By the next morning, Goa had announced an extension of the one-day Janata Curfew, leaving shops empty and our kitchens emptier. Before we knew it, a lockdown of 21 days was announced. The next few mornings were spent trying to dodge authority and looking for the most basic of foodstuff — potatoes, rice, dal and eggs. Every market trip was war for us, followed by a disinfecting routine, especially in our currently multi-generational household where all the high-risk factors of co-morbidity (hypertension, diabetes and so on) were ticked. I envied the young and free, perfectly turned out in summer kaftans, who drove around the sea state discovering romance in queuing up — in defiance of social distancing — for essential supplies. Bread was a luxury and friends in other cities talking about raspberries, cheese and meat, and chocolate biscuits seemed like a rude joke. New parents scrambled for the essentials — milk and bananas — except that they were not available. Pet parents braved the police, humiliated by their lathis, and begged and borrowed food for their non-human companions. We were lucky because my husband had stocked up on pet food, just in time, for our multi-cat household. A week later, a neighbour who barely knew us gave us bananas for the baby. Soon enough, because we the privileged don’t starve, WhatsApp groups were abuzz with updates on food availability, so that people could share resources and even practise barter. My husband found an evening ritual of walking over to Maria’s, braving feral night dogs, for a bottle of cow milk. On the way there, he waved out to Cyril, whose liquor shop, even with downed shutters, attracted thirsty souls. And then there was Manuel, the man who ran the bar at the Aldona Institute, who sat in the balcao (balcony) waiting for a familiar face to pass by. Maria, a schoolteacher, had kindly agreed to give us a daily bottle of milk for the baby. We now had a regular supply of eggs, potatoes, rice and milk.

        But the wiry women had disappeared; they no longer crossed our house in the morning. In fact, nobody did after watching videos of police beating up vendors looking for ways to sell perishables and hungry poor men roaming the streets in search of food. Just as news of migrants starving at construction sites spread across villages, little groups of people started getting together in order to help others. Goa Humanitarian Helpline, which was started to help the vulnerable (such as senior citizens living alone), became a lifeline for the stranded workers who had been forgotten by the state. Niyati, a part of Rosto Go, a road safety group, along with Aldona volunteers of the Goa Humanitarian Helpline, provided meals to nearly 500 such workers in the Aldona area itself. The migrants didn’t understand the disease but they knew that home was far away and hunger imminent. The young volunteers of such groups urged landlords to forego the rent while they also coached migrant workers on their right to food and shelter. The workers, however, didn’t want anything more than being remembered.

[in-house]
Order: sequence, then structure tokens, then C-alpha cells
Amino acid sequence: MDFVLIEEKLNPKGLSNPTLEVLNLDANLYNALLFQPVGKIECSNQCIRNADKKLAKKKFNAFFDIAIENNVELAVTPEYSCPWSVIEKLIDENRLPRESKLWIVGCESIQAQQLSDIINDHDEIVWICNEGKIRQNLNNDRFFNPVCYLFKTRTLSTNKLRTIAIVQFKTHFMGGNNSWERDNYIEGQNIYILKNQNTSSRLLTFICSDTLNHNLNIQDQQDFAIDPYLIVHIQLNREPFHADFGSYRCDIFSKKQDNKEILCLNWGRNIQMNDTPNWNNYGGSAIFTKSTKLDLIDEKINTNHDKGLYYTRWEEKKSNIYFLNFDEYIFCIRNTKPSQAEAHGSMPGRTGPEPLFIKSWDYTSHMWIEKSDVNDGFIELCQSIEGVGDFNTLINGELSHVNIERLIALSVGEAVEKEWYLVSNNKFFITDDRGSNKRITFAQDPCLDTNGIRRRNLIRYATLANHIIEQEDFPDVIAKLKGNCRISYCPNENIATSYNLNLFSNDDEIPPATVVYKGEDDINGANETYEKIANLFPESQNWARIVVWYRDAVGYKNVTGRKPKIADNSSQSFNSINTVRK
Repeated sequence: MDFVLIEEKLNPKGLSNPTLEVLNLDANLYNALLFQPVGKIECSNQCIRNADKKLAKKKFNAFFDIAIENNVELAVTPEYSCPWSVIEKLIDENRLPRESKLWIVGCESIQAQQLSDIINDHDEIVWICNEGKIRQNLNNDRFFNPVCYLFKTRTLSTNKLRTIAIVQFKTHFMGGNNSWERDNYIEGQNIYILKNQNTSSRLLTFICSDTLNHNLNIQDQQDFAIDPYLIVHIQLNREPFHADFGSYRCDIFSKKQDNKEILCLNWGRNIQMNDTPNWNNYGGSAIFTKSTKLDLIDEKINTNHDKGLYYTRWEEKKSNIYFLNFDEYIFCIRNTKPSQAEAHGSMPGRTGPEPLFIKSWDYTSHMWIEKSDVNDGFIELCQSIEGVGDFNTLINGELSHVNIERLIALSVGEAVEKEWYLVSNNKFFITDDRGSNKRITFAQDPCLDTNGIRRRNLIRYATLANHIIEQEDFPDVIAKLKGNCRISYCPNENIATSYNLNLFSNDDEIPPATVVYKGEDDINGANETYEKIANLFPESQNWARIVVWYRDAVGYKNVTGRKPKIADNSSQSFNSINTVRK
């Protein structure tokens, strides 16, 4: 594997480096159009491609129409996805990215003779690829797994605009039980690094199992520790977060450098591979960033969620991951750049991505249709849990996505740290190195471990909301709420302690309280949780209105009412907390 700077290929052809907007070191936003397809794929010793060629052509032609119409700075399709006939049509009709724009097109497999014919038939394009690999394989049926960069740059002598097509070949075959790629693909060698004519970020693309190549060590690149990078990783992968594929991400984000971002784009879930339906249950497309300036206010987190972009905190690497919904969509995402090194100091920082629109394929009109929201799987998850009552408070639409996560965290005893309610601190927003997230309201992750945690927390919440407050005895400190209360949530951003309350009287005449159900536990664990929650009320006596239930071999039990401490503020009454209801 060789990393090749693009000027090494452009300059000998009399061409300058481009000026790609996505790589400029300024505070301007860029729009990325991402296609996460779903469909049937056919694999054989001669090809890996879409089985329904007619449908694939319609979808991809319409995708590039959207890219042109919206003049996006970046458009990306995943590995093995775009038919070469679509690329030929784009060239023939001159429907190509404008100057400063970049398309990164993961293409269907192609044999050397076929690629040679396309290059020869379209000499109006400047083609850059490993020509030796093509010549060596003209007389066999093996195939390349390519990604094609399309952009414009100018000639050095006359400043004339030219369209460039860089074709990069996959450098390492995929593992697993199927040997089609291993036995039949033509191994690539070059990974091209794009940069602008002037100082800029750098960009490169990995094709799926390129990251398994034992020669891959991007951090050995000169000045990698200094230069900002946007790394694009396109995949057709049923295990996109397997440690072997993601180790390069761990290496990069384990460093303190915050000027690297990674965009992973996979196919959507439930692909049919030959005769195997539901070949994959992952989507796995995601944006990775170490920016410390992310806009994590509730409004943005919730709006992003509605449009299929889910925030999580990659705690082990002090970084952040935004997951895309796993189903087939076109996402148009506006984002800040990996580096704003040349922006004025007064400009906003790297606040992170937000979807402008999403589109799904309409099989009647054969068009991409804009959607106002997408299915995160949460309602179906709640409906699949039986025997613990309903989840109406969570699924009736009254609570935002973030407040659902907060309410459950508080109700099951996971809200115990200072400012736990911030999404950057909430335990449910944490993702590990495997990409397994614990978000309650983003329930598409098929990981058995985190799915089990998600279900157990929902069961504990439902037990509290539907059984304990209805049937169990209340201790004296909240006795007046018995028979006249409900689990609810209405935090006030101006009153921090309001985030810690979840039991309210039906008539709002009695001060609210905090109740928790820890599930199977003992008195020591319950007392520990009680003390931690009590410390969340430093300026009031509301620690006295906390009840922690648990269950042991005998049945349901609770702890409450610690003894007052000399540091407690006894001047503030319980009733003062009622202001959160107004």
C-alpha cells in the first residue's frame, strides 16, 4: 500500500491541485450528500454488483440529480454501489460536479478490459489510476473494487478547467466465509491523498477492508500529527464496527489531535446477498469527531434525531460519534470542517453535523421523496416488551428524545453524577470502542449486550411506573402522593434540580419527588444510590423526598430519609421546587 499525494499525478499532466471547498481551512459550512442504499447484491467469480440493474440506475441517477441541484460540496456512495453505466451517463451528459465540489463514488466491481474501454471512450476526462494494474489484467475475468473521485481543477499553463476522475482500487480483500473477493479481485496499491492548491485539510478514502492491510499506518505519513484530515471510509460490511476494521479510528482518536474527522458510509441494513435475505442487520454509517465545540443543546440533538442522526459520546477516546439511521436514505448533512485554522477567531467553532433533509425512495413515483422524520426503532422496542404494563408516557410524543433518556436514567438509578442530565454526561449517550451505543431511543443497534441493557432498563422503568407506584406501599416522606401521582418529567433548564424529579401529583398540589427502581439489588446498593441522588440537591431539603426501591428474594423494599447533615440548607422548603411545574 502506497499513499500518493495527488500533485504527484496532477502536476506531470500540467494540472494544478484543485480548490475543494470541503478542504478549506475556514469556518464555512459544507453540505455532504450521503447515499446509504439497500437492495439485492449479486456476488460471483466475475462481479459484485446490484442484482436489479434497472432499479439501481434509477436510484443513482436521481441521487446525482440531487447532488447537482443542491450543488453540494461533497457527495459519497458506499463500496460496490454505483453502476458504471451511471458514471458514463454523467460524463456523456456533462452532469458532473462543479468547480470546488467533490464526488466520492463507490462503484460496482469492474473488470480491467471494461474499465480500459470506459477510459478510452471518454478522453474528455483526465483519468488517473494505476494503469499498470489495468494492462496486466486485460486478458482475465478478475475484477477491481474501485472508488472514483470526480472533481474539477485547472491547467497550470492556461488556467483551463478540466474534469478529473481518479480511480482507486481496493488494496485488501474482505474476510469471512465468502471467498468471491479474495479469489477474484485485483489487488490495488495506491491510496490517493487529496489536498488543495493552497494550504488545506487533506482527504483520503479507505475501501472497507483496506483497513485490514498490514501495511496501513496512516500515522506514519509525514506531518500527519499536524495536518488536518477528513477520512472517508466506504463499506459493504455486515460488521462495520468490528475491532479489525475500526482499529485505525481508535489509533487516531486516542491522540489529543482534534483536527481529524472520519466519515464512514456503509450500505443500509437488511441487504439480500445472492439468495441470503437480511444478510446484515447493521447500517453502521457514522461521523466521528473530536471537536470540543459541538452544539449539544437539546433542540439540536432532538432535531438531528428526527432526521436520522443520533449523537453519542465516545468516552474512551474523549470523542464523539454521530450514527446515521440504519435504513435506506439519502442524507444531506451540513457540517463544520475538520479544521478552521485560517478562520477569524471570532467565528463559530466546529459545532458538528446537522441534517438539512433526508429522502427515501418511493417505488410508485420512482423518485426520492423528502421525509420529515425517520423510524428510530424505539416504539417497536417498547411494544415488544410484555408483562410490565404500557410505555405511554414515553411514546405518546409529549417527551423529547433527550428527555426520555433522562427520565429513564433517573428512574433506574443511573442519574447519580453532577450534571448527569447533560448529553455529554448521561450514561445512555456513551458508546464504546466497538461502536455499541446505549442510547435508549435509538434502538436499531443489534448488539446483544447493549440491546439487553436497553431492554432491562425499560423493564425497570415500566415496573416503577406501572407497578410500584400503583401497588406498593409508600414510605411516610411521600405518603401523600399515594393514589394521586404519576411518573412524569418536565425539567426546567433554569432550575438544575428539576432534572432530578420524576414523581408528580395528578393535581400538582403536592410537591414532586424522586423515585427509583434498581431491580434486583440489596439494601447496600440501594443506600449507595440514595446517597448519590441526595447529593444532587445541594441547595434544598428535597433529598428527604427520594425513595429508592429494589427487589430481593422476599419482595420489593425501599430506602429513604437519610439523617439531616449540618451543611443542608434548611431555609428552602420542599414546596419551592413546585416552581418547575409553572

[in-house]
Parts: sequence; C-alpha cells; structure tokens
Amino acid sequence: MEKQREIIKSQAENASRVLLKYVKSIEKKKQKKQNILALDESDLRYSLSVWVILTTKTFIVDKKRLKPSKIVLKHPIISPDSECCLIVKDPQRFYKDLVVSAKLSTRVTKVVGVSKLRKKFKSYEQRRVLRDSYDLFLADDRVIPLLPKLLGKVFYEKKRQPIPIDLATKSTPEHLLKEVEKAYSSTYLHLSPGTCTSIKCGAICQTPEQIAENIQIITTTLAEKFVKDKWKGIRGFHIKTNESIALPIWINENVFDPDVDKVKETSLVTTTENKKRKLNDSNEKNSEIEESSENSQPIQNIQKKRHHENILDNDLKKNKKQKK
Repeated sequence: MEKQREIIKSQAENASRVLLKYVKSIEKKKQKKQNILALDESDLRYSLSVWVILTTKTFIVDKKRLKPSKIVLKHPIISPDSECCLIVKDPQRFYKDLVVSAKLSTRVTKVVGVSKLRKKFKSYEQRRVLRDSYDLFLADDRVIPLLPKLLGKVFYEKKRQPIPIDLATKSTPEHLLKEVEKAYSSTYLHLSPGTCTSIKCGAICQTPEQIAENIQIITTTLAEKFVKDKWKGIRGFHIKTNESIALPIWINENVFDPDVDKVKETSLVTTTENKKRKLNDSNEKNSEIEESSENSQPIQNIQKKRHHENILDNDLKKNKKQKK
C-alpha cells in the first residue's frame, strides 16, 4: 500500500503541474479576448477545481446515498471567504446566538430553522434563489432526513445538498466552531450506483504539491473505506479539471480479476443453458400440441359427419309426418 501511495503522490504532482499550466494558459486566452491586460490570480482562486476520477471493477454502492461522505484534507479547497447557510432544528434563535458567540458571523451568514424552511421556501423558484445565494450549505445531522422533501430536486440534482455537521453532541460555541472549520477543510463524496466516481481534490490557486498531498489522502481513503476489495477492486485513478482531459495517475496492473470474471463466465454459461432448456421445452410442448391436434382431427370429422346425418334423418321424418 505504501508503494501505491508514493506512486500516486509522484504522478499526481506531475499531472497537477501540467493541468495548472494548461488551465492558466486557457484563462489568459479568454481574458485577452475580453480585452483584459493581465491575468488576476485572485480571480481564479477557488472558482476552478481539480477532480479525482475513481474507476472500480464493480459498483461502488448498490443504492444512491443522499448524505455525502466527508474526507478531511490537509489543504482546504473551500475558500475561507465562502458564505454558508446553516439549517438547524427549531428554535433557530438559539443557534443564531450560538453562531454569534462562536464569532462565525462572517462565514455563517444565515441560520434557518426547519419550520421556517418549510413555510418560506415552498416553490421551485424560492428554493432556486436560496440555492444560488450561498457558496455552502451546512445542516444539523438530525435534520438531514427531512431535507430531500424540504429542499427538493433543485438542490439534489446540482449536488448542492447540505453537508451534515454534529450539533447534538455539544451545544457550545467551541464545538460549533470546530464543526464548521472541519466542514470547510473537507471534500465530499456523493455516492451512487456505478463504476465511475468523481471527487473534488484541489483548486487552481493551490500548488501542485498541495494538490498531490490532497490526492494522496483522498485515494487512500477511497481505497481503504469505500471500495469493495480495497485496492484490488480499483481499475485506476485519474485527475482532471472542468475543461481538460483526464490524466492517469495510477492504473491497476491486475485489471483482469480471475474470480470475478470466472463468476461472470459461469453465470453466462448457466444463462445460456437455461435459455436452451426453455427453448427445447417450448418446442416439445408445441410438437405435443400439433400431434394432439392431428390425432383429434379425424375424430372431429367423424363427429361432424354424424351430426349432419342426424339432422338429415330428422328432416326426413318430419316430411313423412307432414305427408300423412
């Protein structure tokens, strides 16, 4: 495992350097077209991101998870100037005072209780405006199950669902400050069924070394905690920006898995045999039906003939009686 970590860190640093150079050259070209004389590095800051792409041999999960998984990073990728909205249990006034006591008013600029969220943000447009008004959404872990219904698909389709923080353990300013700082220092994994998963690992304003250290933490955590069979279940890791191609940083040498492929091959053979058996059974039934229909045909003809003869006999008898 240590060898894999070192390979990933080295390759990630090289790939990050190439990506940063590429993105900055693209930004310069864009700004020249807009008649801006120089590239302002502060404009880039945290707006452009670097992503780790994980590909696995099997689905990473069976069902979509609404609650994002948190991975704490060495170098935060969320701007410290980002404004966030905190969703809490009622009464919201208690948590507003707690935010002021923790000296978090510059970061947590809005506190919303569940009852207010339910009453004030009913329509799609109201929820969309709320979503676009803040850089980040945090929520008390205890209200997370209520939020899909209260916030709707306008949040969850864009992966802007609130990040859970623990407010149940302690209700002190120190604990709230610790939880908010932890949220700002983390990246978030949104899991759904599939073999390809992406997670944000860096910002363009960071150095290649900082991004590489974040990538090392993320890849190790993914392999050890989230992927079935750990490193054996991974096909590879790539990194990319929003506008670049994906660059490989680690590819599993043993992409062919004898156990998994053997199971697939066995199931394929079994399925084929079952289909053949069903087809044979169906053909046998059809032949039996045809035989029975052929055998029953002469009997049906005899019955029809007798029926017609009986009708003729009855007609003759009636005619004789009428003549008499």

Sometime ago, when the virus still seemed distant, my daughter turned one. Her grandparents flew in from Kolkata. We decorated the house with festoons and stars, invited friends and threw a sundowner party. As I looked through the photos from that evening on my computer, it seemed like an excess, an extravagance from another time, suited to the world the way it was. There was cake, more than what we needed, ample food, more than what we could have eaten, and almost everyone took back doggie bags. That party, our last social event before the lockdown, had babies and toddlers who haven’t been outdoors since. The evening walks around the birthday saw my toddler handing toffees and chocolates to those working women from Karnataka.

        As things changed irrevocably, we braced ourselves. My father, who flew back after the baby’s birthday, was now living alone, cooking, cleaning and battling silence and loneliness. He has chronic pulmonary disease and a year-round cough; well-wishers have advised him to stay in, lest he gets lynched as a Covid-19 suspect. There have been reports of such instances. My father fondly recalled the week discussing football at the quadrangle. I told him I hadn’t been there for a month and that Fernandes was still stuck in Indore amidst rising cases in that area.

        Prejudices at the core of Indian society were now being vocalised. Migrant workers from Jharkhand and Bengal were being pushed to the end of the line for food rations.

        Speaking of the 20th century and the beginnings of modernism, Virginia Woolf had said that “on or around December 1910 human character changed”.

        Maybe we will say something like this later when we remember the early months of 2020. The lockdown has just been extended, people are being discriminatory, unkind and secretive. The narrative of the disease is just about beginning.

        Closer home, yesterday, I took my masked self alone to see the quadrangle. It was empty and clean ,just like I expected it to be. But what I didn’t expect was the feeling that came with the evening breeze. There were no football matches anywhere in the world and there was no sound of floating conversations in the village. The virus seemed to have wiped off the years of conversations in the quadrangle, leaving us with memories of a different world and fear of a kind we still haven’t found the language for.

        Rupleena Bose teaches English literature. She also writes fiction and screenplays

        Published on April 24, 2020
        This article is closed for comments.
        Please Email the Editor